Congressional Budget Office, CBO’s May 2013 Baseline for Farm Programs, May 14, 2013, http://cbo.gov/sites/default/files/cbofiles/attachments/44202_USDAMandator%20FarmPrograms.pdf (accessed March 31, 2014).
 U.S. Department of Agriculture, Economic Research Service, USDA Agricultural Projections to 2023, “U.S. Crops,” February 2014, http://www.ers.usda.gov/publications/oce-usda-agricultural-projections/oce141.aspx (accessed April 1, 2014).
 Rice is the smallest field crop of the four by far in terms of acreage, be it planted or harvested acres. Wheat, which is the third-largest field crop of the four (and overall) in terms of harvested and planted acres, has a projected harvested acreage of 48.5 million acres and a projected planted acreage of 57 million acres for 2014. In contrast, rice has a projected harvested acreage of 2.874 million acres and a projected planted acreage of 2.9 million acres. See ibid. The four commodities that are used in this analysis were selected because both the CBO and the USDA have 10-year projections for each of them, and they are all covered commodities under the PLC and ARC. See U.S. Department of Agriculture, Farm Service Agency, “2014 Farm Bill Fact Sheet: What’s in the 2014 Farm Bill for Farm Service Agency Customers?” March 2014, http://www.fsa.usda.gov/FSA/newsReleases?area=newsroom&subject=landing&topic=pfs&newstype=prfactsheet&type=detail&item=pf_20140311_insup_en_fbil.html (accessed April 1, 2014).
 The government payments in the FAPRI report are presented in terms of their costs by marketing year, which is inconsistent with CBO’s fiscal year approach. The most recent marketing year included from the FAPRI report was 2021–2022, which would equate to costs incurred for fiscal year 2023. The FAPRI recommended this approach to align the years through phone and e-mail communications with The Heritage Foundation in March 2014. See University of Missouri, Food and Agricultural Policy Research Institute, U.S. Baseline Briefing Book: Projections for Agricultural and Biofuel Markets, March 2014, p. 50, http://www.fapri.missouri.edu/outreach/publications/2014/FAPRI_MU_Report_02_14.pdf (accessed April 1, 2014).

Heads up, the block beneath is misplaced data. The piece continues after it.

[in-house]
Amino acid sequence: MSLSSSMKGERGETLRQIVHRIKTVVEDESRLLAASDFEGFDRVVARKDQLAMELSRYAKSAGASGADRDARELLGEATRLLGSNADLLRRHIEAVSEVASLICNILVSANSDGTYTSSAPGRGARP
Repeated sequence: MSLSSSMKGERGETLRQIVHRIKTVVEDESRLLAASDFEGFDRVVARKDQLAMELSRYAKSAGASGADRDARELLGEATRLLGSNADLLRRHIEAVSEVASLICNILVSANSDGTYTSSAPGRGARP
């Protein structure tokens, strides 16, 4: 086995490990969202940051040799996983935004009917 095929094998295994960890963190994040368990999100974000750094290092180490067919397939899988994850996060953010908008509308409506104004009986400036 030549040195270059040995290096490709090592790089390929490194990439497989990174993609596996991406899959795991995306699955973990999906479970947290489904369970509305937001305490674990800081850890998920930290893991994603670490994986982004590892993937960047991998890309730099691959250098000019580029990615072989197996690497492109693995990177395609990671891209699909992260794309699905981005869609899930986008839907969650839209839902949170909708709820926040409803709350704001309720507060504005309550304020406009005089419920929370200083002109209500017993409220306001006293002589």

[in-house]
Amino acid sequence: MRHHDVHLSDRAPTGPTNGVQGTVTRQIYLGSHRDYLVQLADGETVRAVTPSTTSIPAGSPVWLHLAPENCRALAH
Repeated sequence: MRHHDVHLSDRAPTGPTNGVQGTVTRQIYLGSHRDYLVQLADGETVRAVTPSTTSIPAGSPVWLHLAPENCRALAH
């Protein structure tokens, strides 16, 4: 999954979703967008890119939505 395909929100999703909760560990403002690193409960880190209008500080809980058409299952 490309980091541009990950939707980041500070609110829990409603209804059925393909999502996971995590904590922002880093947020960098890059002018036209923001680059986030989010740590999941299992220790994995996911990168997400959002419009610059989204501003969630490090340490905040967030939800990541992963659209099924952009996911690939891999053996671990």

See Agriculture Reform, Food, and Jobs Act of 2013, http://www.gpo.gov/fdsys/pkg/BILLS-113hr2642eh/pdf/BILLS-113hr2642eh.pdf (accessed April 1, 2014), and Elmendorf, letter to the Honorable Frank D. Lucas. Representative Virginia Foxx (R–NC) introduced an amendment to create a cap as part of H.R. 1947. The amendment passed, but the House voted down the bill. See Congressional Record, June 19, 2013, p. H3788, http://www.gpo.gov/fdsys/pkg/CREC-2013-06-19/pdf/CREC-2013-06-19-pt1-PgH3787.pdf#page=2 (accessed April 1, 2014).The total cap of $16,956,500,000 is explained to be 110 percent of the CBO projections (through 2020). The language using the same cap amount was included in H.R. 2642, the farm bill that passed the House, as 1107(e). There should also be a cap through 2018, which would be the fifth and final year of the new farm bill. If it is based on 110 percent of the CBO’s cost projections for the programs under the new farm bill, it would be about $12,807,300,000.
 See Agriculture Reform, Food, and Jobs Act of 2013. In the House-passed farm bill (H.R. 2642), the shallow-loss program is called Revenue Loss Coverage (RLC), not ARC. The PLC and RLC programs would have worked slightly differently from what was passed with the final farm bill’s PLC and ARC programs.
 The cost cap should be made known to farmers before they participate in the PLC or ARCprograms. If the USDA determines that in an upcoming year the costs of the programs will exceed this cap, then the agency should communicate this to participating farmers as soon as is feasible. The remaining money should be allocated in a manner in which all recipients receive an equal prorated share of what they otherwise would have received.